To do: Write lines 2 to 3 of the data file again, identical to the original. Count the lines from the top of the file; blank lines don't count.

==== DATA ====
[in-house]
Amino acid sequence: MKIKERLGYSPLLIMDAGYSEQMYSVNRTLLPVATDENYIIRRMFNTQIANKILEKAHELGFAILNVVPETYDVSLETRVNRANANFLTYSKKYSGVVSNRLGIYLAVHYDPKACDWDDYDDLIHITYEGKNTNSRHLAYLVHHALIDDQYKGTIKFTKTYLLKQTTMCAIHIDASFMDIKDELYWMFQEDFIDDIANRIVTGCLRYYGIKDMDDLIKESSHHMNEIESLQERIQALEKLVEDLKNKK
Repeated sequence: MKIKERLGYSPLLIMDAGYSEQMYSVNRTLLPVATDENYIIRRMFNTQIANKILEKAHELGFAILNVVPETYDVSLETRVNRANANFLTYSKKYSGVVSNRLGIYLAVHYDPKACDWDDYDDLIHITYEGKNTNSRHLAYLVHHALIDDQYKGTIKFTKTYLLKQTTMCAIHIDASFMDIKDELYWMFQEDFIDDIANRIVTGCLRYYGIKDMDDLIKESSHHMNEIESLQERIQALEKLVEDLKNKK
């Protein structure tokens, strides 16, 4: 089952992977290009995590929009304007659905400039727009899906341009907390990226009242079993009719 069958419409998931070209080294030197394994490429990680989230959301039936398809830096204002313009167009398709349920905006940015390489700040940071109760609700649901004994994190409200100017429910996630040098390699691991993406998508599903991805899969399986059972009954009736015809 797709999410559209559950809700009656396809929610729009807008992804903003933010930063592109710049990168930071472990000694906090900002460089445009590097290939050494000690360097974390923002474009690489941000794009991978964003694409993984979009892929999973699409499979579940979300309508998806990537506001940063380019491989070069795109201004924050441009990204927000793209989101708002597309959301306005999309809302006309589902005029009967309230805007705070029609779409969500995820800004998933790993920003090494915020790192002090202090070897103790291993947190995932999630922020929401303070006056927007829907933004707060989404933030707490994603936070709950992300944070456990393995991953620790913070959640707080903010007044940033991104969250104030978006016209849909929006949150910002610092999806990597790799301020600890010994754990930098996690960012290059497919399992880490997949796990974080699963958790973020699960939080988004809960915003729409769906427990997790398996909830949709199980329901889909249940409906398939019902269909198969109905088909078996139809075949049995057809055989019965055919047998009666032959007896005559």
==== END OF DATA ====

Amino acid sequence: MKIKERLGYSPLLIMDAGYSEQMYSVNRTLLPVATDENYIIRRMFNTQIANKILEKAHELGFAILNVVPETYDVSLETRVNRANANFLTYSKKYSGVVSNRLGIYLAVHYDPKACDWDDYDDLIHITYEGKNTNSRHLAYLVHHALIDDQYKGTIKFTKTYLLKQTTMCAIHIDASFMDIKDELYWMFQEDFIDDIANRIVTGCLRYYGIKDMDDLIKESSHHMNEIESLQERIQALEKLVEDLKNKK
Repeated sequence: MKIKERLGYSPLLIMDAGYSEQMYSVNRTLLPVATDENYIIRRMFNTQIANKILEKAHELGFAILNVVPETYDVSLETRVNRANANFLTYSKKYSGVVSNRLGIYLAVHYDPKACDWDDYDDLIHITYEGKNTNSRHLAYLVHHALIDDQYKGTIKFTKTYLLKQTTMCAIHIDASFMDIKDELYWMFQEDFIDDIANRIVTGCLRYYGIKDMDDLIKESSHHMNEIESLQERIQALEKLVEDLKNKK